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Firm-Specific Variation and Openness in Emerging Markets

  • Kan Li

    ()

  • Randall Morck

    ()

  • Fan Yang

    ()

  • Bernard Yeung

    ()

This paper compares the comovement of individual stock returns across emerging markets. Campbell et al. (2001) and Morck et al. (2000) show that the US in the post war period saw rising firm specific stock return variations and thus declining comovement. We detect a similar, albeit weaker, pattern in most, but not all, emerging markets. We further find that higher firm-specific variation is associated with greater capital market openness, but not goods market openness. Moreover, this relationship is magnified by institutional integrity (good government). Goods market openness is associated with higher market-wide variation.

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File URL: http://www.wdi.umich.edu/files/Publications/WorkingPapers/wp623.pdf
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Paper provided by William Davidson Institute at the University of Michigan in its series William Davidson Institute Working Papers Series with number 2003-623.

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Length: 34 pages
Date of creation: 01 Oct 2003
Date of revision:
Handle: RePEc:wdi:papers:2003-623
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  1. Artyom Durnev & Randall Morck & Bernard Yeung & Paul Zarowin, 2003. "Does Greater Firm-Specific Return Variation Mean More or Less Informed Stock Pricing?," Journal of Accounting Research, Wiley Blackwell, vol. 41(5), pages 797-836, December.
  2. Wurgler, Jeffrey, 2000. "Financial markets and the allocation of capital," Journal of Financial Economics, Elsevier, vol. 58(1-2), pages 187-214.
  3. Randall Morck & Bernard Yeung & Wayne Yu, 1999. "The Information Content of Stock Markets: Why Do Emerging Markets Have Synchronous Stock Price Movements?," Harvard Institute of Economic Research Working Papers 1879, Harvard - Institute of Economic Research.
  4. Rafael La Porta & Florencio Lopez-de-Silanes & Andrei Shleifer, 1998. "Corporate Ownership Around the World," Harvard Institute of Economic Research Working Papers 1840, Harvard - Institute of Economic Research.
  5. West, Kenneth D, 1988. "Dividend Innovations and Stock Price Volatility," Econometrica, Econometric Society, vol. 56(1), pages 37-61, January.
  6. Arturo Bris & William Goetzmann & Ning Zhu, 2004. "Efficiency and the Bear: Short Sales and Markets around the World," Yale School of Management Working Papers ysm327, Yale School of Management, revised 01 Feb 2005.
  7. Timothy J. Vogelsang, 1998. "Trend Function Hypothesis Testing in the Presence of Serial Correlation," Econometrica, Econometric Society, vol. 66(1), pages 123-148, January.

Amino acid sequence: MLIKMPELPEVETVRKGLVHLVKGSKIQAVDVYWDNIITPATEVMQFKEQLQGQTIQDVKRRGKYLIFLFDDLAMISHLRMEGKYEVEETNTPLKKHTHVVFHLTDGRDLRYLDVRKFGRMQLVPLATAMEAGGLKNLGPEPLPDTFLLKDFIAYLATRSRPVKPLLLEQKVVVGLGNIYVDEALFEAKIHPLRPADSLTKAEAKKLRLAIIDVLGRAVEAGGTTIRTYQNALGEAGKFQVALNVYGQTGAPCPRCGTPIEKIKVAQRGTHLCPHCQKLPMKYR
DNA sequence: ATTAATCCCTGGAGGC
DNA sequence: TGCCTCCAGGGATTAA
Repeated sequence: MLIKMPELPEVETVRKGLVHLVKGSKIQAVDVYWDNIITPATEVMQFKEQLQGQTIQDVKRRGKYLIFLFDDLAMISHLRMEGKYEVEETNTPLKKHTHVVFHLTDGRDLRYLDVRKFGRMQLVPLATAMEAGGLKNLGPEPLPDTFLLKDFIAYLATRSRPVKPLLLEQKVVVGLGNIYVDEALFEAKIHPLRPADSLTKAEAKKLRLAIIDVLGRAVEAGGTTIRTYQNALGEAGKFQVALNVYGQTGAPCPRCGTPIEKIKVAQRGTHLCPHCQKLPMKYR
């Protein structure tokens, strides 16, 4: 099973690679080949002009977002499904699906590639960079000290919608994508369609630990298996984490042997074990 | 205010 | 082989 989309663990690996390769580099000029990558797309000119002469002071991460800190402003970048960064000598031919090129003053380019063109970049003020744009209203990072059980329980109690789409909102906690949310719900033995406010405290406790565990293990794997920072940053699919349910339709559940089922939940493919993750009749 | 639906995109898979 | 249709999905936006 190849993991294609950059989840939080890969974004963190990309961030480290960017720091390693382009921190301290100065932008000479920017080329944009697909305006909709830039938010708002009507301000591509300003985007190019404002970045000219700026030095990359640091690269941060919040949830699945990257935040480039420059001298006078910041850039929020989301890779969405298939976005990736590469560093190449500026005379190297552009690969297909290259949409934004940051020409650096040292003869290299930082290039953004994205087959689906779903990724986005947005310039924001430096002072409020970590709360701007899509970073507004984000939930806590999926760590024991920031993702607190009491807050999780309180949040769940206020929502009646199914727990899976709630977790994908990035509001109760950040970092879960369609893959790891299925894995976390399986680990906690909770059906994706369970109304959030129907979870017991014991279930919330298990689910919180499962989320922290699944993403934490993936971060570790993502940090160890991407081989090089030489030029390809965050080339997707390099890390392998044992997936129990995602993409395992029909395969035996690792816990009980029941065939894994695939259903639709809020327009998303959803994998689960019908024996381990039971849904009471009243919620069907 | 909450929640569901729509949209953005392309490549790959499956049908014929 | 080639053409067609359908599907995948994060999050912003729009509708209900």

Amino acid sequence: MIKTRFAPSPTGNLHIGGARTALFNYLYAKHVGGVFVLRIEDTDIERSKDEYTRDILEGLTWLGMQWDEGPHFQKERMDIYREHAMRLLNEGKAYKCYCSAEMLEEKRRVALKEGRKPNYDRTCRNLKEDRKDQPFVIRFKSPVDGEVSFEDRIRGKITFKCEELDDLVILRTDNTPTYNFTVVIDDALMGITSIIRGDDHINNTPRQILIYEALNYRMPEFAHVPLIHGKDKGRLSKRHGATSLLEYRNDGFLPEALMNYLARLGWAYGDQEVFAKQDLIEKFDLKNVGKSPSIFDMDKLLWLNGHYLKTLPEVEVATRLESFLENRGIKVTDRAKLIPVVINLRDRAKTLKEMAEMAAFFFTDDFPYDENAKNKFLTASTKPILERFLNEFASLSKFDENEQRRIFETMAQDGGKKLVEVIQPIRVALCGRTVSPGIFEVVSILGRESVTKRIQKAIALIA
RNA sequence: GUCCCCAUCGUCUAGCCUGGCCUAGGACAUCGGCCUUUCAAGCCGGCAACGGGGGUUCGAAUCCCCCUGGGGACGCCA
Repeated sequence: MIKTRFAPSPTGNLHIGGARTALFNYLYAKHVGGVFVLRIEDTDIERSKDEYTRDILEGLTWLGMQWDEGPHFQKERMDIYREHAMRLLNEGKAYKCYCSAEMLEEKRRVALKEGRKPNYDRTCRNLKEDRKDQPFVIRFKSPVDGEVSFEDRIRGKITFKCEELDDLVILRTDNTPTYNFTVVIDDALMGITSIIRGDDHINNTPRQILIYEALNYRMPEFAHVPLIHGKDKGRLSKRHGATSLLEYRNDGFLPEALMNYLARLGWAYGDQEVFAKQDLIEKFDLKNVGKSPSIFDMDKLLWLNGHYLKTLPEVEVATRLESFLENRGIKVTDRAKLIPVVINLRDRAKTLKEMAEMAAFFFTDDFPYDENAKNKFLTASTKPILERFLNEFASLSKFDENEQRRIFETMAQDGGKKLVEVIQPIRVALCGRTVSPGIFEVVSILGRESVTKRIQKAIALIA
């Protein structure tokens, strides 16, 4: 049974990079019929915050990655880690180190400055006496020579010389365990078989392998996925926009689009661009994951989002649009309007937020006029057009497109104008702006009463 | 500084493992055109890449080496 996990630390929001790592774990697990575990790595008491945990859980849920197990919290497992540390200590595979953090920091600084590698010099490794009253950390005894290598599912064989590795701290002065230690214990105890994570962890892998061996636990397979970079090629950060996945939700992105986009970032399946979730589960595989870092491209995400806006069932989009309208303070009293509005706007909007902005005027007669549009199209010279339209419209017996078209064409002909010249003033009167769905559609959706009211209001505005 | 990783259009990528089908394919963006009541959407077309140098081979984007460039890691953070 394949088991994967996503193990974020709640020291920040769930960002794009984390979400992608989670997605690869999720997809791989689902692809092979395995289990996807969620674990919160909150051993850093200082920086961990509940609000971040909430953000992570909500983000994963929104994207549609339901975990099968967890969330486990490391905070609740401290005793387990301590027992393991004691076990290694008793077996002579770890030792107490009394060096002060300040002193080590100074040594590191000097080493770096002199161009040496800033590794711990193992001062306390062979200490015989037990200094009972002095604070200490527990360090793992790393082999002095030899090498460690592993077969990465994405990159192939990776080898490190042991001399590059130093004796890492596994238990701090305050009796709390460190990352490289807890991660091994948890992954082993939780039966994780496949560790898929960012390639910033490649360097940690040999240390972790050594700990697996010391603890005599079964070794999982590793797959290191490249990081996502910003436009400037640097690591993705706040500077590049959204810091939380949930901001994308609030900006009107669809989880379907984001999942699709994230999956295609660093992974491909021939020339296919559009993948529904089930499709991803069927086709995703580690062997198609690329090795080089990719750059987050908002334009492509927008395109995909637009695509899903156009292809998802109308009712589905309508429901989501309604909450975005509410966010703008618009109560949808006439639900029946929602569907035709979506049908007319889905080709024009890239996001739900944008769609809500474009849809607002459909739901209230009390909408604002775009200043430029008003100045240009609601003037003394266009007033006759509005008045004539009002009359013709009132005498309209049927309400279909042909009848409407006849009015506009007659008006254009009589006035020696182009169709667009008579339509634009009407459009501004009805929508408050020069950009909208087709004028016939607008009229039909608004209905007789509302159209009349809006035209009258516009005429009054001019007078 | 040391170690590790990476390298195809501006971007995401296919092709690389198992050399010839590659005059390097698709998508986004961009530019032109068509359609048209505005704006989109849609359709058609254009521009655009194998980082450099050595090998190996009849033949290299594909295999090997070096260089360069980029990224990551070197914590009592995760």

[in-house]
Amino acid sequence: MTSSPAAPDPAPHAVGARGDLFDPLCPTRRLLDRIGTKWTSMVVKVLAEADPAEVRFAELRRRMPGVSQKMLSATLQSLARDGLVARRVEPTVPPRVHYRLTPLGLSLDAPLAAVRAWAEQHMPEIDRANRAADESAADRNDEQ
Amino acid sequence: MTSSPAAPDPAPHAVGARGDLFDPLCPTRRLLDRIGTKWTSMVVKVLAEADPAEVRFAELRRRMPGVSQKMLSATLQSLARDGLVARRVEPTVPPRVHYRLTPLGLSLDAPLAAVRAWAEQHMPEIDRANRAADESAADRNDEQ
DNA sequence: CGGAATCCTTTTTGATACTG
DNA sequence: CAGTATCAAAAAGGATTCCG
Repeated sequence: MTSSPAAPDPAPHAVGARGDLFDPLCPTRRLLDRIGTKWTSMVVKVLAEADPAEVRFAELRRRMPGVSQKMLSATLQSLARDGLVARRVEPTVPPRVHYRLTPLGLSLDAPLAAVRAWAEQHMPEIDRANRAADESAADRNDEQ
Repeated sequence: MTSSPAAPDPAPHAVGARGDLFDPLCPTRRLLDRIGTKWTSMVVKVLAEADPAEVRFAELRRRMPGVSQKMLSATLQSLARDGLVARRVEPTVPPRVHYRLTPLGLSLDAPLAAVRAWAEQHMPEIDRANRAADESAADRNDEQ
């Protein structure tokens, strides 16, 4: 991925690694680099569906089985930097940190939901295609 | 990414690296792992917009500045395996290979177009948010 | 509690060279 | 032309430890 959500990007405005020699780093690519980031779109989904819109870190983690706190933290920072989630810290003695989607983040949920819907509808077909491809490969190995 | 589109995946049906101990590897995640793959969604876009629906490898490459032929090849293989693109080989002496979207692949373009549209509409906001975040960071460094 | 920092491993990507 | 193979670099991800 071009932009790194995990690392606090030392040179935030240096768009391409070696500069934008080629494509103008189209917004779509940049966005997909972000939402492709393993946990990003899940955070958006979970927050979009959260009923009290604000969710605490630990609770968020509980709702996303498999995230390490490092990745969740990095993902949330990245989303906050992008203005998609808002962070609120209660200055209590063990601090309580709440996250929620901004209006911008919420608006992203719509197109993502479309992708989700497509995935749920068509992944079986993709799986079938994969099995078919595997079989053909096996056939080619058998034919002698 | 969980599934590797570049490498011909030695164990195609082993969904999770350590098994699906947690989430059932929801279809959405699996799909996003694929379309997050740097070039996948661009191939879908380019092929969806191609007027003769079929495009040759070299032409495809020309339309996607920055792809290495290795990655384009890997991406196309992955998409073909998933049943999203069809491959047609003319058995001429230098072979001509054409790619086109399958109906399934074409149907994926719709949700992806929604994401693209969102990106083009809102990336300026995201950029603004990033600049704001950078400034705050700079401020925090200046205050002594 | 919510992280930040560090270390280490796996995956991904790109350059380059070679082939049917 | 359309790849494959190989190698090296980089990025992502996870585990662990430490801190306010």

8. Edison, Hali J. & Warnock, Francis E., 2003. "A simple measure of the intensity of capital controls," Journal of Empirical Finance, Elsevier, vol. 10(1-2), pages 81-103, February.
  9. John Y. Campbell, 2001. "Have Individual Stocks Become More Volatile? An Empirical Exploration of Idiosyncratic Risk," Journal of Finance, American Finance Association, vol. 56(1), pages 1-43, 02.
  10. Frankel, Jeffrey, 2001. "Assessing the Efficiency Gains from Further Liberalization," Working Paper Series rwp01-030, Harvard University, John F. Kennedy School of Government.
  11. Collins, Daniel W. & Kothari, S. P. & Rayburn, Judy Dawson, 1987. "Firm size and the information content of prices with respect to earnings," Journal of Accounting and Economics, Elsevier, vol. 9(2), pages 111-138, July.
  12. Kristin J. Forbes & Roberto Rigobon, 2002. "No Contagion, Only Interdependence: Measuring Stock Market Comovements," Journal of Finance, American Finance Association, vol. 57(5), pages 2223-2261, October.
  13. Rajan, Raghuram G. & Zingales, Luigi, 2003. "The great reversals: the politics of financial development in the twentieth century," Journal of Financial Economics, Elsevier, vol. 69(1), pages 5-50, July.
  14. John Y. Campbell & Robert J. Shiller, 1986. "Cointegration and Tests of Present Value Models," Cowles Foundation Discussion Papers 785, Cowles Foundation for Research in Economics, Yale University.
  15. Laura Beny, . "A Comparative Empirical Investigation of Agency and Market Theories of Insider Trading," University of Michigan John M. Olin Center for Law & Economics Working Paper Series umichlwps-1003, University of Michigan John M. Olin Center for Law & Economics.
  16. Art Durnev & Randall Morck & Bernard Yeung, 2004. "Value-Enhancing Capital Budgeting and Firm-specific Stock Return Variation," Journal of Finance, American Finance Association, vol. 59(1), pages 65-105, 02.
  17. Edward Glaeser & Simon Johnson & Andrei Shleifer, 2001. "Coase Versus the Coasians," The Quarterly Journal of Economics, Oxford University Press, vol. 116(3), pages 853-899.
  18. Randall K. Morck & David A. Strangeland & Bernard Yeung, 1998. "Inherited Wealth, Corporate Control and Economic Growth," William Davidson Institute Working Papers Series 209, William Davidson Institute at the University of Michigan.
  19. Bekaert, Geert & Harvey, Campbell R, 1995. " Time-Varying World Market Integration," Journal of Finance, American Finance Association, vol. 50(2), pages 403-44, June.
  20. Chen, Zhiwu & Knez, Peter J, 1995. "Measurement of Market Integration and Arbitrage," Review of Financial Studies, Society for Financial Studies, vol. 8(2), pages 287-325.
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